A few years later, things really took off for the family. Venus was approached by a Mr Chang, inquiring whether she could obtain rice eels to sell as a delicacy to his customers in Taiwan. Rice eels are not regarded as a delicacy in the Philippines. Instead, they were originally introduced to control the snails but have since become pests, destroying the rice crops and mud banks which separate the paddies. Each day, rice farmers dispose of hundreds of eels just to keep their rice fields in working order.

Although they were initially sceptical about Venus’s idea, thirty farmers agreed to a price of 60 PHP per kilo of eels (€ 1). Venus managed to sell 100 kilos per day to Mr Chang - charging 120-150 PHP per kilo (€2 – €2.75) and placing the eels on ice in 30 kg boxes for the 12-hour delivery drive to Manila.

Venus packs up eels for transport. Photograph, Opmeer Reports.

Over the next few years, the family wanted to grow their ventures by investing in capital. They needed in a large storage tank to meet Mr Chang’s growing demand for eels, and a sieve and water pressure hose to enable expansion of their corn and rice farm. In 2013, ABRASA granted Venus another loan of 100,000 PHP (€1,800). Subsequent loans went towards home and farm improvements as well as ensuring that the three children could all be educated through college. Today, Venus turns over 500 kilos of eels per day. She pays intermediaries 70 PHP per kilo (€1.30) to collect eels from around the region. They pay farmers 60 PHP per kilo (€1), and Venus gets her 120-150 PHP per kilo (€2 -€2.75) as well as credit for starting a blossoming micro economy.

Venus’s entrepreneurial endeavours and her relationship with ABRASA, however, have never just been about access to finance. Over the decade, ABRASA have given her financial literacy and business skills training, practical and emotional support, and encouragement to develop further business ideas and open a savings account. Her loyalty to ABRASA is palpable: “They have helped me every step of the way, at every turn, whatever I have needed. Without them I could not have made this the business success story that it is, neither would our children be set up for the future”.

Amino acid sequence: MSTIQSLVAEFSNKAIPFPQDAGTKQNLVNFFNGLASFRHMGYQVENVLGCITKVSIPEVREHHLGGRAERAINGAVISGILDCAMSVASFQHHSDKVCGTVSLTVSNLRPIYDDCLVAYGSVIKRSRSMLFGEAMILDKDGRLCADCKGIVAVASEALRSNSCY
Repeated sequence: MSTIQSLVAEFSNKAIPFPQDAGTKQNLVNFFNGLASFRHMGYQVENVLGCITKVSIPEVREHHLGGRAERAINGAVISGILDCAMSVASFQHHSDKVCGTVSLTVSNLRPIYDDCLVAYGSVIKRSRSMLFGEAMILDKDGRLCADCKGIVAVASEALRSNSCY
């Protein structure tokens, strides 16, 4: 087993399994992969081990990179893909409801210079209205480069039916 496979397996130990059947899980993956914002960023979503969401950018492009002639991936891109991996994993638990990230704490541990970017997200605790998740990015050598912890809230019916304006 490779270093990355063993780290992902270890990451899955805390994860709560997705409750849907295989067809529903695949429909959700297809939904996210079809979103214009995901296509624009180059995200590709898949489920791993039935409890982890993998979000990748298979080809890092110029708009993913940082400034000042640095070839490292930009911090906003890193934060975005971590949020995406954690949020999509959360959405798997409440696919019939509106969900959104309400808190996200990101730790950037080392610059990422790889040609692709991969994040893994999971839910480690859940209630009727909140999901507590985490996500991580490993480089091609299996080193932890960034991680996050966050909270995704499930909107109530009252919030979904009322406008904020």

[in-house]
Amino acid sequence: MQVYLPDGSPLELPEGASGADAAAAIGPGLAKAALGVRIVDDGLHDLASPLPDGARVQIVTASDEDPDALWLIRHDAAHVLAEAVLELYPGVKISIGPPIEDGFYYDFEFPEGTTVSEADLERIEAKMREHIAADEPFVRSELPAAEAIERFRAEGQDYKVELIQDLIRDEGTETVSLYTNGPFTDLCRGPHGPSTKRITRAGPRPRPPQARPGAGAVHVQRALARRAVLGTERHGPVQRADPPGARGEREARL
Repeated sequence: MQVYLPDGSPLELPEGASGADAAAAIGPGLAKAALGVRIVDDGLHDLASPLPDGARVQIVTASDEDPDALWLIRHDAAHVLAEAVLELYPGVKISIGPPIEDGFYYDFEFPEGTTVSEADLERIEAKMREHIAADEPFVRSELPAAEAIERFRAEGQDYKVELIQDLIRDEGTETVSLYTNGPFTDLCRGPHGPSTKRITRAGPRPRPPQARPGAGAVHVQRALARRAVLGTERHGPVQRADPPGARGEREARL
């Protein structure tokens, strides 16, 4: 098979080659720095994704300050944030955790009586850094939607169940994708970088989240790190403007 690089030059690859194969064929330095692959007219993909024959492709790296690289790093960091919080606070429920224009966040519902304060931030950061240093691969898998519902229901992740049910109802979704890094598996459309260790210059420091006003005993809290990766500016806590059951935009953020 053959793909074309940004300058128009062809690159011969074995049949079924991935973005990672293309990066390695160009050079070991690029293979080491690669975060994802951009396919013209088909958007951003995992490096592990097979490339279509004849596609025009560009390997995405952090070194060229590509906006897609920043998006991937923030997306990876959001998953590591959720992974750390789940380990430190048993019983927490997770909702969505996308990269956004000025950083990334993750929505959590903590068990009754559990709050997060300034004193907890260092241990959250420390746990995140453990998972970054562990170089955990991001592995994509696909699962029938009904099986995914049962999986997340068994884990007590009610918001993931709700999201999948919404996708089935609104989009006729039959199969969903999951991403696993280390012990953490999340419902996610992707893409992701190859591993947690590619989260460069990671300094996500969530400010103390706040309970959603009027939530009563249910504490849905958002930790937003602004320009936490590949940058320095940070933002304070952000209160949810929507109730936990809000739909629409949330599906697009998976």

On my return to the UK, I reflect on this family’s entrepreneurial journey out of poverty into economic growth and empowerment via social investment. At the same time, I consider those who are ‘still left behind’: The 38% of adults worldwide (2.7 billion people) who lack access to the basic financial services they need to grow their own ventures and build their own paths out of poverty.

ABRASA were founded in 1992 as a multi-purpose co-operative and serve around 3,400 farmer-members in rural Quirino, north of Manila. 54% of their members are female. Oikocredit currently have a loan outstanding with ABRASA of PHP 22.6 million (€425,000).

SDG Icons, ©United Nations

Established in 1975, Oikocredit invest in more than 800 social enterprise partners across Africa, Asia, Latin America and Central & Eastern Europe. They prioritise inclusive finance, agriculture, renewable energy and infrastructure sectors to reach the most disadvantaged communities in the world. Their activities support 16 of the 17 sustainable development goals and they issue Annual Social Performance Reports on social and environmental outcomes.

The investment opportunity for individual and organisations is via depository receipts in the Oikocredit International Share Foundation (OISF), which have delivered a 2% gross return, each year, every year since 2000*. There is no fixed notice period for redemption, no annual management charge, and investors have always had their capital repaid. The minimum investment is £150 (or €200), there is no maximum.

To find out more about Oikocredit visit www.ethex.org.uk/Oikocredit

https://www.ethex.org.uk/savings--investments_16.html